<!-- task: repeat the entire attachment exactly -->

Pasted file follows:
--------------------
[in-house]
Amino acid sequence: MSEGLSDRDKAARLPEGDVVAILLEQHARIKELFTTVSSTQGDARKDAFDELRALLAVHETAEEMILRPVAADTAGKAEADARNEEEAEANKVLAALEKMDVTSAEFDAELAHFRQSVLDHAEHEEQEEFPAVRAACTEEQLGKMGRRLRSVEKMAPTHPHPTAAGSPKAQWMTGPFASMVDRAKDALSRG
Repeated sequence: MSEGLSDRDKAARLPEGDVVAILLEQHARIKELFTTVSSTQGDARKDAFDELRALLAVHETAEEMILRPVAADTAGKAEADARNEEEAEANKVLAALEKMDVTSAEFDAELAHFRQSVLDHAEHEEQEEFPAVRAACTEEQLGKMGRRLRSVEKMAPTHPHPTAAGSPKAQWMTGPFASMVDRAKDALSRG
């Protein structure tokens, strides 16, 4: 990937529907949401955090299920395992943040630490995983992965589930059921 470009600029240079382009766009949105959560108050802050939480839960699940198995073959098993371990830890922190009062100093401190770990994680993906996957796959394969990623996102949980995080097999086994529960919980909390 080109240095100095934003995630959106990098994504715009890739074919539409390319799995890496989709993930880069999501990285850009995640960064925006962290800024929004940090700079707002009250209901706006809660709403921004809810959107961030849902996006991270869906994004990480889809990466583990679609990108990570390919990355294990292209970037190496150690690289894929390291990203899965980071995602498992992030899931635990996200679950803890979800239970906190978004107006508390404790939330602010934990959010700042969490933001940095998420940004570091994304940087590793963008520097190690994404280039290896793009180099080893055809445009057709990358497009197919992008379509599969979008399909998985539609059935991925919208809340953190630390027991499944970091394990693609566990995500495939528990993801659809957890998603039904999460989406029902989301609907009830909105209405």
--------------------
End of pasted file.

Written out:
[in-house]
Amino acid sequence: MSEGLSDRDKAARLPEGDVVAILLEQHARIKELFTTVSSTQGDARKDAFDELRALLAVHETAEEMILRPVAADTAGKAEADARNEEEAEANKVLAALEKMDVTSAEFDAELAHFRQSVLDHAEHEEQEEFPAVRAACTEEQLGKMGRRLRSVEKMAPTHPHPTAAGSPKAQWMTGPFASMVDRAKDALSRG
Repeated sequence: MSEGLSDRDKAARLPEGDVVAILLEQHARIKELFTTVSSTQGDARKDAFDELRALLAVHETAEEMILRPVAADTAGKAEADARNEEEAEANKVLAALEKMDVTSAEFDAELAHFRQSVLDHAEHEEQEEFPAVRAACTEEQLGKMGRRLRSVEKMAPTHPHPTAAGSPKAQWMTGPFASMVDRAKDALSRG
């Protein structure tokens, strides 16, 4: 990937529907949401955090299920395992943040630490995983992965589930059921 470009600029240079382009766009949105959560108050802050939480839960699940198995073959098993371990830890922190009062100093401190770990994680993906996957796959394969990623996102949980995080097999086994529960919980909390 080109240095100095934003995630959106990098994504715009890739074919539409390319799995890496989709993930880069999501990285850009995640960064925006962290800024929004940090700079707002009250209901706006809660709403921004809810959107961030849902996006991270869906994004990480889809990466583990679609990108990570390919990355294990292209970037190496150690690289894929390291990203899965980071995602498992992030899931635990996200679950803890979800239970906190978004107006508390404790939330602010934990959010700042969490933001940095998420940004570091994304940087590793963008520097190690994404280039290896793009180099080893055809445009057709990358497009197919992008379509599969979008399909998985539609059935991925919208809340953190630390027991499944970091394990693609566990995500495939528990993801659809957890998603039904999460989406029902989301609907009830909105209405």